Ohio Buck-eye

The Ohio Buckeye tree planted in our front yard had pride of place out of proportion with its size or grandeur. It was a small, non-descript tree, tucked into the crook of our L-shaped hedge, which never grew to more than a height of a couple of meters. Given how we acted towards it, though, it could have been a tiny thousand year old bonsai or a huge rainforest mahogany.

Our dad planted it from seed. He and my Mom had finished their agricultural degrees at the UofA in Edmonton, and the first solid job offer they got was for my dad to be posted to Fairview College as a agriculture instructor. His degree had specialized in forestry, and so when they arrived and bought their first home, I’m sure he wanted to plant some special flora in our front yard.

He chose and Ohio Buckeye. I’m not sure exactly why. But the tree started growing, slowly at first, and slowly thereafter and always. It was fragile, never having thorns or rough bark to ward off young kids, but instead growing upwards in a leafy fashion, swaying always gently in the prairie breeze. My oldest sister, Cheryl, always seemed to be just a bit taller than the tree – the two of them in a growth race with her just an step ahead. This was all very much unlike the poplar tree in the back that shot up like a weed, continued growing like a tumor, and was now massive and overtaking everything in the back yard, a complete antithesis to the buckeye in the front yard.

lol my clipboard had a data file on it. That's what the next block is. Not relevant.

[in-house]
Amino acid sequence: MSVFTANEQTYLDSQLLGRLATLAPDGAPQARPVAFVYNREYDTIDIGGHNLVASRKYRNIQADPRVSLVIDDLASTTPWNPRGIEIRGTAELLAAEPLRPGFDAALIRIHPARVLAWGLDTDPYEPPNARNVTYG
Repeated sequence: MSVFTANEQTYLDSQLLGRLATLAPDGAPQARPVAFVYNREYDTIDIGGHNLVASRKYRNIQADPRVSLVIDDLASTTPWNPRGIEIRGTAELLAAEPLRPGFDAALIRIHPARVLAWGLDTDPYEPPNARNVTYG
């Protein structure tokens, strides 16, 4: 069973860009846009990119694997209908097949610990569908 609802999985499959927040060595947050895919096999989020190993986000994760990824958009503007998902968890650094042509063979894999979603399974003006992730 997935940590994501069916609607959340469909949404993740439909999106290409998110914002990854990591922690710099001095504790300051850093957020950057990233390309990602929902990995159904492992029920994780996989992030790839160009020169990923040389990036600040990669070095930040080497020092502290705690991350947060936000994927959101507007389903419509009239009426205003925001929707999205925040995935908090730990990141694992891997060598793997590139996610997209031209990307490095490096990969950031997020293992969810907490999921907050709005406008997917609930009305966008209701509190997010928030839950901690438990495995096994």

I don’t think the buckeye was ever really suited to the cold, northern Alberta climate in which we lived. It might also not have been suited to neighbourhood kids running around it in their games of tag, brushing off its delicate leaves. Or to us playing soccer on the front lawn, or me and my dad throwing the football, though he was always quite safe about not calling me into a pattern that ran too close to the tree.

Today, I’m sure the tree is still there, still slightly taller than I am, still braving all those harsh Fairview winters. Perhaps it’s now prospering without children around to knock it about or hit it with soccer balls, but I might imagine it’s still growing along on its own timeline just as it ever has.


About Graham Lettner

My wife and I recently moved from Zambia back home to Alberta. I'm lucky to have been asked to be a guest blogger for the Localize Project. I love writing stories, and when the subject is food -- something that connects us to the planet and to each other -- the stories are endless.
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